Greek Syntax: Clauses in Material

It’s been awhile since I’ve posted about Greek syntax. In the interim, Eli has been regaling us with graph theory and all sorts of other chunky syntactical goodness.
Well, the drought is over.

Word groups are cool, but clauses are more cool. Why? Because you’re at a higher-level structure and you can really start to dig into things you haven’t been able to dig into before. With relationships between words, at least one can approximate (somewhat) using morphological criteria and word proximity.

The clause level is a bit more difficult to approximate. A clause (linguistically speaking) and a sentence are not equivalent. So even setting a sentence as a search boundary, while useful, is not the same thing. Sentences may sometimes be clauses, and clauses may sometimes be sentences; but many times multiple clauses are contained in what the Nestle-Aland denotes a sentence.

The material breaks the New Testament down into primary clauses and secondary clauses. Sometimes, clauses are embedded within other clauses.

Before I go too much further, I can sense that some vocabulary review would be helpful. So … hold on to your hats! Time for some vocab. Clause Analysis Vocabulary

A clause is a unit of language that contains a single proposition about which the language user is making an assertion, negation, query or suggestion. A clause will usually consist of a verbal element (the predicator) and its related elements. However, a verbal element will not always be present (e.g. the opening of many letters) and is not required in a clause. A clause may consist of a single word group (e.g. a one-word phrase).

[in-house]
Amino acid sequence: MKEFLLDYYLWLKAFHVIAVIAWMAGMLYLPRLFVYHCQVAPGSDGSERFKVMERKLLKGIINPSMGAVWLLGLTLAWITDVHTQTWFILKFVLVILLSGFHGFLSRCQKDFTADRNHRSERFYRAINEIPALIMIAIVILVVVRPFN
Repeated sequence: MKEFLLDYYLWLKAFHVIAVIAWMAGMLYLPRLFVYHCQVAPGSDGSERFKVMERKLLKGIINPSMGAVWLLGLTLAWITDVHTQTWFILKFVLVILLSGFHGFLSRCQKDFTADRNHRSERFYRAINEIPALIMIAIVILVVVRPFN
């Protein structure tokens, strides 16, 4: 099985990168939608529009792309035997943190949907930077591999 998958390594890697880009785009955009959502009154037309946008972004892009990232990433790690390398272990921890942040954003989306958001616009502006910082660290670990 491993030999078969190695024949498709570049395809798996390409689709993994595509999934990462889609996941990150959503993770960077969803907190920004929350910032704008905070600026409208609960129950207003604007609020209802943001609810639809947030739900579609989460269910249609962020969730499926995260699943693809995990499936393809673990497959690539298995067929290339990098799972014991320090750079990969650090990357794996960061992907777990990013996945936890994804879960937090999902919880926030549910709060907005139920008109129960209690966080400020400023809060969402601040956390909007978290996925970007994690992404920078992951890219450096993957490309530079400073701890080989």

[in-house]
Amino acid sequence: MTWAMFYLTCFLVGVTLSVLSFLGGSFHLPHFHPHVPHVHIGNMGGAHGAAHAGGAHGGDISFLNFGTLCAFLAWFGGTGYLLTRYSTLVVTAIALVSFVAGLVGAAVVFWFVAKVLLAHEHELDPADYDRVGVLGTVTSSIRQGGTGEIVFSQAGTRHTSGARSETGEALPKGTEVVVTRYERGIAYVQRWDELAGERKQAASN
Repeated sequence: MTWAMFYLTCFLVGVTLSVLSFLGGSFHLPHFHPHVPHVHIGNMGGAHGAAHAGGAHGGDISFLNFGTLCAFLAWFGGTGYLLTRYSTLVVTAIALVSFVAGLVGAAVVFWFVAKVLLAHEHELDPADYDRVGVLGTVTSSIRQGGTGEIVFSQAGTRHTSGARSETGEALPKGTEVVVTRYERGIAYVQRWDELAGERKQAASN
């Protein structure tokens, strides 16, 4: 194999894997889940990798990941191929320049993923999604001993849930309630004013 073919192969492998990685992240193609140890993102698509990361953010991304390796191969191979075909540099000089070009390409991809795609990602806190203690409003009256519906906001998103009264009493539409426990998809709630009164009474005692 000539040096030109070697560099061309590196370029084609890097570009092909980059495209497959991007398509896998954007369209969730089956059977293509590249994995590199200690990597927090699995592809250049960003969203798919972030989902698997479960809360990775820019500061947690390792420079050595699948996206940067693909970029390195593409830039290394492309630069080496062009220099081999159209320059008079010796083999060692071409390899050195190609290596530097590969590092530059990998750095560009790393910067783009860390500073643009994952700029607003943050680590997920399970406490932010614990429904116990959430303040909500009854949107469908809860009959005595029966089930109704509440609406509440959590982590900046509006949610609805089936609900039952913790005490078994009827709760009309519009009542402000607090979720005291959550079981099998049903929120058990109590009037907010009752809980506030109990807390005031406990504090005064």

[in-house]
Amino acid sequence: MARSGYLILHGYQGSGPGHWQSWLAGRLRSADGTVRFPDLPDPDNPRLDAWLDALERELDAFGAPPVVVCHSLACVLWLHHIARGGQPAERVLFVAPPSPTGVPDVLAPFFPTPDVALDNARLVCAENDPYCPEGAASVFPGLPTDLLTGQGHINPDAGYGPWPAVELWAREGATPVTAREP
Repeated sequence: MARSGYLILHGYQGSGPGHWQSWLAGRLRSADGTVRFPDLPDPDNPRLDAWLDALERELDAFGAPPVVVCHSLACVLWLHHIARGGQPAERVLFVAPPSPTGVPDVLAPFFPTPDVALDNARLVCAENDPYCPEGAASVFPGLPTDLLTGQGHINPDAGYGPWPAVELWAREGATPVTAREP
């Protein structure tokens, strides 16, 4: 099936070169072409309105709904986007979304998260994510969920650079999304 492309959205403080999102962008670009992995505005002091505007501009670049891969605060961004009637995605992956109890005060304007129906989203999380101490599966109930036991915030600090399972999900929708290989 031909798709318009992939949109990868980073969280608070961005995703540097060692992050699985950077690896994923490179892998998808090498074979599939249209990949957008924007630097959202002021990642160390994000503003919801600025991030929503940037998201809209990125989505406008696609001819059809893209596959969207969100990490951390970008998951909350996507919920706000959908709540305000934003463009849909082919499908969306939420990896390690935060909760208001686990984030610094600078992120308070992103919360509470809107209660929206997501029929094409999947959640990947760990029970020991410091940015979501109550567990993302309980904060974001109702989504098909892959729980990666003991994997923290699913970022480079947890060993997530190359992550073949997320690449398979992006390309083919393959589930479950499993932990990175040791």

Clause component
A clause component is a functional unit made up of one or more word groups and can be classified as either core types (subject, predicator, complement, adjunct) or peripheral types (addressee, conjunction).

Clause components, as mentioned above, are broken into two types:

Core Clause Components

The subject of a clause is the word group or word groups providing greater specification regarding the grammatical subject of a finite verb form (the morphological indication of person and number). For finite verbs the head term of this group (or these groups) are in the nominative case. In infinitive clauses the subject may be indicated in the accusative case. In so-called genitive absolute contructions the subject component occurs in the genitive case. A clause will often have no subject component and can have at most one subject component.
The predicator of a clause is its verbal element, which grammaticalizes the process of the clause.